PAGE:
“i think we should at least consider some possibilities,” said whitey. “it can’t hurt.”

“since fate has dropped him in our laps,” added pandora. “you don’t get chances like this every day.”

that’s right, fatso, agree with everything he says. aloud ruby said, “all right, let’s hear these great ideas.”

“what i was thinking,” whitey said, “was kidnaping him. i mean, that’s what you do with rich people, right?”

yes, ruby thought, and go to the chair like the poor slob who kidnaped the lindbergh baby. “kidnap him?”

“i mean, not really, because he would be in on it. but it would be a way to get some of his money without him having to give himself up.” whitey looked pleased with himself for this answer.

“that sounds good to me,” pandora said. “it sounds like money for everybody.”

“of course,” whitey quickly added, “we would have to really plan it, think it through.”

“and he’d be in on it himself, right?” asked ruby. she still didn’t like it - not one bit.

“that would be the first plan,” whitey answered. “the starting point.”

ruby nodded. there was, she decided, no sense arguing at this point.


jerry had awakened almost as soon as whitey and pandora had left him.

he had crept back down the stairs.

standing outside the door, he had overheard everything the three of them had said.

kidnaping him! despite whitey’s and pandora’s assurances to ruby that he, jerry, would be “in on it” - as a “starting point!” - the word sent cold chills down his spine.

what a fool he had been - to trust either of them. or anybody. even for a minute.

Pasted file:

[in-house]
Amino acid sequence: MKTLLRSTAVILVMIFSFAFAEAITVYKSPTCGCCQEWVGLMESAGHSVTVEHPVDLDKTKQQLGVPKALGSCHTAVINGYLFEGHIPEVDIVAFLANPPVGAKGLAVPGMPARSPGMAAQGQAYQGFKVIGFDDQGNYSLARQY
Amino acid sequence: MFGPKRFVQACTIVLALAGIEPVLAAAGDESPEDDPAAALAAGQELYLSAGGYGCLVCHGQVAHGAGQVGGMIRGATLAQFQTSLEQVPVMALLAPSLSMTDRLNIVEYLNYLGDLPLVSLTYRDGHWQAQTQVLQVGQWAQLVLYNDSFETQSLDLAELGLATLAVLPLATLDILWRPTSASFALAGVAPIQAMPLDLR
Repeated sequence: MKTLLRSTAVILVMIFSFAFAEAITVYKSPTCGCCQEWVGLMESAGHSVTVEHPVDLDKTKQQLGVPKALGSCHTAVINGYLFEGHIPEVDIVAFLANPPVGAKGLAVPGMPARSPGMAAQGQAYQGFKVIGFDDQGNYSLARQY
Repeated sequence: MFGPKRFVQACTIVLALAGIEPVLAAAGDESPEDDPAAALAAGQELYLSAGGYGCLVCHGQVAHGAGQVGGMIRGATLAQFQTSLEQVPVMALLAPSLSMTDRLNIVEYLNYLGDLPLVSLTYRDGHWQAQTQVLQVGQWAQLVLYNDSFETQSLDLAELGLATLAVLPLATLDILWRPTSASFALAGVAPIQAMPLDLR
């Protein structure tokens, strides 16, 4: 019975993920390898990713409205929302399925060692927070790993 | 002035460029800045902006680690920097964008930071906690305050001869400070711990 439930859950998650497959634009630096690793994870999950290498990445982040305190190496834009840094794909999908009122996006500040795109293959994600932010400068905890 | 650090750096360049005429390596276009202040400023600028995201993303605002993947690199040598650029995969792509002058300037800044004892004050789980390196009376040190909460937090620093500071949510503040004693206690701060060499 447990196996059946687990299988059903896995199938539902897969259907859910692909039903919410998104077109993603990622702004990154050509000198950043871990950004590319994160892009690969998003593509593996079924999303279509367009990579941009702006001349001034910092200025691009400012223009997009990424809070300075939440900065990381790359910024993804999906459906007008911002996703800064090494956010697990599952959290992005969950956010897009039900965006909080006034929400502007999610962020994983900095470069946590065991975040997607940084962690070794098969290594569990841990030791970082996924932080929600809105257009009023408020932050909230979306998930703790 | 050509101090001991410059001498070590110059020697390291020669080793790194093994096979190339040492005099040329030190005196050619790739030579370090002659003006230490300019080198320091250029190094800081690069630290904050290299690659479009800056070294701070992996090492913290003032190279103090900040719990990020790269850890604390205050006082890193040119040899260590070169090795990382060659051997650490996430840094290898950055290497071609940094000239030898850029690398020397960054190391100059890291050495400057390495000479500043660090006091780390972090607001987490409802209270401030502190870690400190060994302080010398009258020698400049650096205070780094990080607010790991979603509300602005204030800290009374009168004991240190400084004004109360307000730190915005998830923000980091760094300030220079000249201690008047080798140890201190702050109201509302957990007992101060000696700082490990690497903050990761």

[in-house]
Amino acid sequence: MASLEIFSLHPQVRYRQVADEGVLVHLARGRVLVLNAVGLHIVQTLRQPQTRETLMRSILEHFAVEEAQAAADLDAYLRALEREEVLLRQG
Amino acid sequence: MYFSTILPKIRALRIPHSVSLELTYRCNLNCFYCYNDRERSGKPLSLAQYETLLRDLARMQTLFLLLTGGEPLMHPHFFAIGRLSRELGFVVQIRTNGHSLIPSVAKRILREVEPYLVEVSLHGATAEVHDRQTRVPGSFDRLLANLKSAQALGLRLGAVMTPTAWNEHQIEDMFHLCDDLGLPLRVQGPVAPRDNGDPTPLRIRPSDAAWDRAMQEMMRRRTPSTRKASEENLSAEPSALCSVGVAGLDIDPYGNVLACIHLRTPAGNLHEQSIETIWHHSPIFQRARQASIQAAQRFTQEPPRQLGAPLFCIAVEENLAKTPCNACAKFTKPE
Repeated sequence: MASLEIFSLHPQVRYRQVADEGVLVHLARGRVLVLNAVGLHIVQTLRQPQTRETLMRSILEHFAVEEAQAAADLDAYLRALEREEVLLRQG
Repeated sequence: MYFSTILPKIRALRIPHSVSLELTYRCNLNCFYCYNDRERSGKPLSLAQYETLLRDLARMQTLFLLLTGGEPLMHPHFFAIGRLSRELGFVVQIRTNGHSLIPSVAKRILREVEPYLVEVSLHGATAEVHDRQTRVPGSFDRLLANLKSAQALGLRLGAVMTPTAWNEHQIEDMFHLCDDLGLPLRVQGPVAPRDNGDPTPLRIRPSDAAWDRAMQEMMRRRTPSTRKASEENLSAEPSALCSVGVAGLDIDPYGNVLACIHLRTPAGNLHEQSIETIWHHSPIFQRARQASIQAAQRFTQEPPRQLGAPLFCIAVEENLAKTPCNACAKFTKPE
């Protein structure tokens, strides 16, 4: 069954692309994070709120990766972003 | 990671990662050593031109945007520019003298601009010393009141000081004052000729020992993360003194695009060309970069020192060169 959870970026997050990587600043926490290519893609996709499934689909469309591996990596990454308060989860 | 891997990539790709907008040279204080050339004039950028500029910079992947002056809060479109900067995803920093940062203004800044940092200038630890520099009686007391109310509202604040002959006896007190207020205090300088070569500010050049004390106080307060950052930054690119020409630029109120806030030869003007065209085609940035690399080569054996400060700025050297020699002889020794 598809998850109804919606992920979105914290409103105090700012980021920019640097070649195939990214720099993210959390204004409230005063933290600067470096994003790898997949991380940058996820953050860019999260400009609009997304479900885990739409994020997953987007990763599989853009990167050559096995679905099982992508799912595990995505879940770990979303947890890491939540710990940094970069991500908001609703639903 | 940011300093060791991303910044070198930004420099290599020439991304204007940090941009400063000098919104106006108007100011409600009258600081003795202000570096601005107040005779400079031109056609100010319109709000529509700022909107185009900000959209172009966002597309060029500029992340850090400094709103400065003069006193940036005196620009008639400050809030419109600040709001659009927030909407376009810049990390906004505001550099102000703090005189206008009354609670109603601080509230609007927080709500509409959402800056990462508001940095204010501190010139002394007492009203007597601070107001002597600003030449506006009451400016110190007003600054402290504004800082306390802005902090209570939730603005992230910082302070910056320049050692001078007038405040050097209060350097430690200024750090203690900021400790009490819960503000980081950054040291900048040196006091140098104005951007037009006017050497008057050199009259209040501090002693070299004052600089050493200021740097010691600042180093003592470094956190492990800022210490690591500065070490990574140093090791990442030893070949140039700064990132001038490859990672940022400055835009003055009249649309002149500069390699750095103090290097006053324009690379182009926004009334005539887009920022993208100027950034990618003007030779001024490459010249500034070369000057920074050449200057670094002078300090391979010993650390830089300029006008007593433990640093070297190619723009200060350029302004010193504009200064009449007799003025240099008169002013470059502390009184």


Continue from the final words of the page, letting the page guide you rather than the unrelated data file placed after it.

they were like the rest of the stinking human race - only out for themselves. even if they didn’t “kidnap” him, they surely meant him no good.

he had to get away - now.

he looked down the short hall at the front door. could he open it without them hearing it? the door looked heavy - almost certain to creak - loudly.

he turned and on tiptoe, went back up the stairs and to room 8.

he had not closed the door to the room, so it made no sound as he slipped back into it.

there was a window, already open a crack. he carefully opened it wider.

he was in luck. the ground in the small back yard was higher than the street at the front door. although he was on the second floor, it was effectively only a one story drop.

he threw his hat out the window and squeezed himself out after it. holding on to the sill with two hands, it was only a drop of a couple of feet.

there was a fence, about five and a half feet high, separating the yard from the yard of another building behind it. his heart pounding, jerry scrambled over it. he scraped his face and hands a little bit, but did not even notice.

careful not to trip over anything, he made his way past a trash can on the side of this building and out on to the street.

jerry fled.

he had no idea where he was. dawn was coming up. but there were still no cars in the street.

he didn’t know if that was good or bad.

there was a hint of rain in the air.

he decided not to call attention to himself by running. besides, he knew he would quickly be winded.

he wanted to get back to the highway, but did not know if he was headed in the right direction.

one thing he did know.

he was lost - lost and damned forever.

without a friend in the world. just like always.

but now he had no money. and no name.


just the shoes he was running away in.

this was how it was going to be.

always on the run. always moving.

always looking over his shoulder. forever.


suddenly he thought he could make out an overpass ahead. it must be the highway!

maybe his luck was turning. he started walking a little faster.

a car passed him, heading in his direction.

the car - a shiny black studebaker - slowed down and then stopped.

jerry slowed his own pace a little, drew level with it.

a deep voice emerged from the studebaker. “hey pal, want a lift?”

part 22